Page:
If someone had said a few years ago that dubstep veteran Pinch and former Mad Decent producer Mumdance would be the pair to shake up the UK’s bass scene, then we would probably have laughed. But here we are in 2014 and the pair’s new mix CD is one of the most hands-down enjoyable sets of the year. Containing a fair number of exclusives from the duo and a handful of like-minded peers, this is well worth a look if you want to hear the innovations in the darker side of the UK’s ever changing club landscape.
Leon Vynehall - Butterflies (Clone Royal Oak)
Leon Vynehall might be one of many young producers from the UK making house music, but over the past few years he's shown himself to be one of the best of this new generation, never sacrificing depth for the quick and easy route. It was something evident on his varied album for 3024 - same goes here on his debut for Clone's Royal Oak. There's nothing overly complex about "Butterflies" and "This is the Place", but there's something about their looping, misty-eyed samples and brushed rhythms that put us in mind of Pépé Bradock at his most straightforward.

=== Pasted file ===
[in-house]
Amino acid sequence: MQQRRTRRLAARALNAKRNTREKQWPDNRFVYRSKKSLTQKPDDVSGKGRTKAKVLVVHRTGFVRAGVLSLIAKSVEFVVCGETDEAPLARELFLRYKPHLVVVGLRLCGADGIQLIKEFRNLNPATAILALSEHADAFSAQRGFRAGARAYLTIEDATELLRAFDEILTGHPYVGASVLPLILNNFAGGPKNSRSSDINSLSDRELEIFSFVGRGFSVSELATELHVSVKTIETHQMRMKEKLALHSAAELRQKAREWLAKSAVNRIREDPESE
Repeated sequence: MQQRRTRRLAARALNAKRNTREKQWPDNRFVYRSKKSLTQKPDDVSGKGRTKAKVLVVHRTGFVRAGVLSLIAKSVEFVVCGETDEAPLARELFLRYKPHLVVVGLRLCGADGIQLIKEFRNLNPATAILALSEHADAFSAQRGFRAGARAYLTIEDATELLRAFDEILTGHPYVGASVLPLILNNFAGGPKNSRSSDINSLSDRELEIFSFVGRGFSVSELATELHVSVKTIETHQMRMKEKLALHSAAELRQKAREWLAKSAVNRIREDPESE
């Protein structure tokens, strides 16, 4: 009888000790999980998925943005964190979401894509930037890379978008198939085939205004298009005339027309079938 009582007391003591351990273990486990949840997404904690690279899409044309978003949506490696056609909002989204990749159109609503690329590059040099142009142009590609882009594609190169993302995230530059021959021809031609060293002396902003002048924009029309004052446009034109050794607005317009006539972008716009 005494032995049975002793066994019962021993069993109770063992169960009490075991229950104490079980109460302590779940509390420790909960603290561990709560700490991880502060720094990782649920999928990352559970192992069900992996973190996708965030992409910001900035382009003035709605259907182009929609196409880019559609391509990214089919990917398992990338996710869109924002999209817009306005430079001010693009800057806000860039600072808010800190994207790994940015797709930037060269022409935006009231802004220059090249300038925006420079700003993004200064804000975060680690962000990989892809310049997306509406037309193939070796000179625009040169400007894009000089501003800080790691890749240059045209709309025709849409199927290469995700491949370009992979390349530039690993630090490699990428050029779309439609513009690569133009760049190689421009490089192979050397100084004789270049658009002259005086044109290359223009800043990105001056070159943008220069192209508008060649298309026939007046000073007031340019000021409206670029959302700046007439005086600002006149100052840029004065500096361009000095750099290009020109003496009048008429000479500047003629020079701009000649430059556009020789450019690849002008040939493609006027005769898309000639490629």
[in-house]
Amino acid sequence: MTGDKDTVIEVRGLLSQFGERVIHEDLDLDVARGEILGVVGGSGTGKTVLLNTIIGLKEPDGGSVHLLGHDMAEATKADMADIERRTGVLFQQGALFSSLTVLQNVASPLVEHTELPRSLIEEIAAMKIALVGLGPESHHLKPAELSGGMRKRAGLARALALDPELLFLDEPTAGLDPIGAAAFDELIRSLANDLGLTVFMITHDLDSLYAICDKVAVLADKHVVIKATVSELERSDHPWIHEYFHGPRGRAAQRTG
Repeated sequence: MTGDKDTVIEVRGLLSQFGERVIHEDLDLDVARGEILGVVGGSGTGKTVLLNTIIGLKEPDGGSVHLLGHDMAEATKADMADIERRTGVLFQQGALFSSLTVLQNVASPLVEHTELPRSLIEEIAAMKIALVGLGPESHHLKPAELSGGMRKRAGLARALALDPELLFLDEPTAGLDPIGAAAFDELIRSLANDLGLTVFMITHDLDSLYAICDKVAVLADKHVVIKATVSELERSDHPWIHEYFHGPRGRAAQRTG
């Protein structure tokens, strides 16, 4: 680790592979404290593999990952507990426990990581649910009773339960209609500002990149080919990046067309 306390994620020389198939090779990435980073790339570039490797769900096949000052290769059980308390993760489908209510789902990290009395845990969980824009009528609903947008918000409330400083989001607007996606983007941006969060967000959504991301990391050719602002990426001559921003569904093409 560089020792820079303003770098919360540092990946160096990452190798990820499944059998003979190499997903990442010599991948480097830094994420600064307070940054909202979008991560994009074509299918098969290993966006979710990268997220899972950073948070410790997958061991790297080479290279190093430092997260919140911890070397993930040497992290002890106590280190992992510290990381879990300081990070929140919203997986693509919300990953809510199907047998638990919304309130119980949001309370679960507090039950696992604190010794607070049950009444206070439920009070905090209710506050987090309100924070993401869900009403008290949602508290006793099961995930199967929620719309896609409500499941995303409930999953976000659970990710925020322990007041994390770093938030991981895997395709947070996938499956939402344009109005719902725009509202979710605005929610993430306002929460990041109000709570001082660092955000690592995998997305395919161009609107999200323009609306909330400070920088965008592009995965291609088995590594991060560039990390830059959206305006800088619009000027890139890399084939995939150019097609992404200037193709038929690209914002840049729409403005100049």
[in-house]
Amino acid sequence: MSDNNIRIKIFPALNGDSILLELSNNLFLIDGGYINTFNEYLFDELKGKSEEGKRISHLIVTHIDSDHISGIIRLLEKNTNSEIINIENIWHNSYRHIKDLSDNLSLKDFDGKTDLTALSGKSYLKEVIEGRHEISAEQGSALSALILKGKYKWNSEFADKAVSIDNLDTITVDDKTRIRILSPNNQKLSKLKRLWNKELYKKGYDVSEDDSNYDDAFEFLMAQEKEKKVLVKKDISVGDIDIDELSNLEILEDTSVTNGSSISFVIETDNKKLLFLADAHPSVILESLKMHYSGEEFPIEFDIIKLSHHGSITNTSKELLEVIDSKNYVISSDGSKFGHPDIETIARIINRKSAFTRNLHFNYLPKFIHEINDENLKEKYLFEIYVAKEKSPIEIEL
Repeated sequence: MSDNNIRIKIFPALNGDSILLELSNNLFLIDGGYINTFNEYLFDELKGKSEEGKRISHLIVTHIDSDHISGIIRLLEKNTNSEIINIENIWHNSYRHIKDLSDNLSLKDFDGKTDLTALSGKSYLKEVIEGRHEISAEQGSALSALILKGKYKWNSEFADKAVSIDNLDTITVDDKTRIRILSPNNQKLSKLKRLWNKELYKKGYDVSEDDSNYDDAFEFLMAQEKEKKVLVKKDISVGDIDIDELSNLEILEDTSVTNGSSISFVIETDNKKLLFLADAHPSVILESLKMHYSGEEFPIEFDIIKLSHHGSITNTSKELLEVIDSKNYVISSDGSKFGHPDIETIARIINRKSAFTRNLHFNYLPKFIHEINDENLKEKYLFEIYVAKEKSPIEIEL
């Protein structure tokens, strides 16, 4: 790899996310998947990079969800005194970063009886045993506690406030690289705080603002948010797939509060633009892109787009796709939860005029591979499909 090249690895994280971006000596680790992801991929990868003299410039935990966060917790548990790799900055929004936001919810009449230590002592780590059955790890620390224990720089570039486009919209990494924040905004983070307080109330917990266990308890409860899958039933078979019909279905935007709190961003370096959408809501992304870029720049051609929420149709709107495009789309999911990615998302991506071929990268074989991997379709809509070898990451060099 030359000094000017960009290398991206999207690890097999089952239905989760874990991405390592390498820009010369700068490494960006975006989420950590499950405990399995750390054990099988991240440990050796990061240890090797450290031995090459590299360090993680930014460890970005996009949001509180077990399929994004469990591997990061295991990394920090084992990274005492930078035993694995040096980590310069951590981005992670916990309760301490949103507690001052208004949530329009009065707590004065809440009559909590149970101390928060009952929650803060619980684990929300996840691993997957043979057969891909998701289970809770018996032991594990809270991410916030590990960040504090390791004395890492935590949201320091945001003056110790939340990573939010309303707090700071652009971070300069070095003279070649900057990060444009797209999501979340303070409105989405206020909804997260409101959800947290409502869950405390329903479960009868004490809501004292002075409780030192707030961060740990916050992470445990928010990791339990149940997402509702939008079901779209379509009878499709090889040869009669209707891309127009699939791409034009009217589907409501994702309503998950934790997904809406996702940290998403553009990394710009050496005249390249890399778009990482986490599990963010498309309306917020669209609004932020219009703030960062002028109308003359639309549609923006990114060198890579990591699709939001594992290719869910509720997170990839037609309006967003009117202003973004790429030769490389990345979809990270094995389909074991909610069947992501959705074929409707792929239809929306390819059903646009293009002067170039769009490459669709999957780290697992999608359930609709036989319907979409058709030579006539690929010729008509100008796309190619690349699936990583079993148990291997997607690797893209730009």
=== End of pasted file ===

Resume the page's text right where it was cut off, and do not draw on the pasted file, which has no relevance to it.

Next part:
Larry Heard - Loosefingers EP1/Loosefingers EP2 (Alleviated)
Larry Heard's campaign of reissues from his Alleviated label continues with the two EPs he released under the Loosefingers alias back in 2003, and they offer an interesting contrast to the raw sounds of the Gherkin Jerks material reissued last year (and the clean sci-fi sounds of the Alien LP which was re-released a few months ago). Despite a few of these tracks putting Heard at his most straightforwardly deep, sensual and melodic, they also include surprisingly robust "Lamentation", whose powerful acid bassline show that this side of Heard's persona isn't all about heady sun-kissed moods.